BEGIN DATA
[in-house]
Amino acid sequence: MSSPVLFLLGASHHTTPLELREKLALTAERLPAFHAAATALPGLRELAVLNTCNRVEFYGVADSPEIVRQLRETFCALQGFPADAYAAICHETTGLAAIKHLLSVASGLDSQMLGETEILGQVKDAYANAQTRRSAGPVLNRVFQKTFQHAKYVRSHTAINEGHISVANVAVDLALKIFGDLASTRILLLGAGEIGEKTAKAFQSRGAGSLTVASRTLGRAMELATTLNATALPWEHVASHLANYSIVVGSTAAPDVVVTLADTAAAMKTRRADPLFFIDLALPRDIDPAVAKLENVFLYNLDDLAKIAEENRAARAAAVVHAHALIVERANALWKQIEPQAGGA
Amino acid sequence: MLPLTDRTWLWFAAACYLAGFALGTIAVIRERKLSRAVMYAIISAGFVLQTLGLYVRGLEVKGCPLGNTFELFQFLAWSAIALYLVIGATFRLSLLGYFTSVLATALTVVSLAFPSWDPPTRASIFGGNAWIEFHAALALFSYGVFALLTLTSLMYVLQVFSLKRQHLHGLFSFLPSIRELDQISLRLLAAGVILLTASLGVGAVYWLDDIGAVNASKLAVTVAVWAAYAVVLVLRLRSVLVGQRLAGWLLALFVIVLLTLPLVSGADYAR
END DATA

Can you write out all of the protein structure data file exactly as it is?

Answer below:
[in-house]
Amino acid sequence: MSSPVLFLLGASHHTTPLELREKLALTAERLPAFHAAATALPGLRELAVLNTCNRVEFYGVADSPEIVRQLRETFCALQGFPADAYAAICHETTGLAAIKHLLSVASGLDSQMLGETEILGQVKDAYANAQTRRSAGPVLNRVFQKTFQHAKYVRSHTAINEGHISVANVAVDLALKIFGDLASTRILLLGAGEIGEKTAKAFQSRGAGSLTVASRTLGRAMELATTLNATALPWEHVASHLANYSIVVGSTAAPDVVVTLADTAAAMKTRRADPLFFIDLALPRDIDPAVAKLENVFLYNLDDLAKIAEENRAARAAAVVHAHALIVERANALWKQIEPQAGGA
Amino acid sequence: MLPLTDRTWLWFAAACYLAGFALGTIAVIRERKLSRAVMYAIISAGFVLQTLGLYVRGLEVKGCPLGNTFELFQFLAWSAIALYLVIGATFRLSLLGYFTSVLATALTVVSLAFPSWDPPTRASIFGGNAWIEFHAALALFSYGVFALLTLTSLMYVLQVFSLKRQHLHGLFSFLPSIRELDQISLRLLAAGVILLTASLGVGAVYWLDDIGAVNASKLAVTVAVWAAYAVVLVLRLRSVLVGQRLAGWLLALFVIVLLTLPLVSGADYAR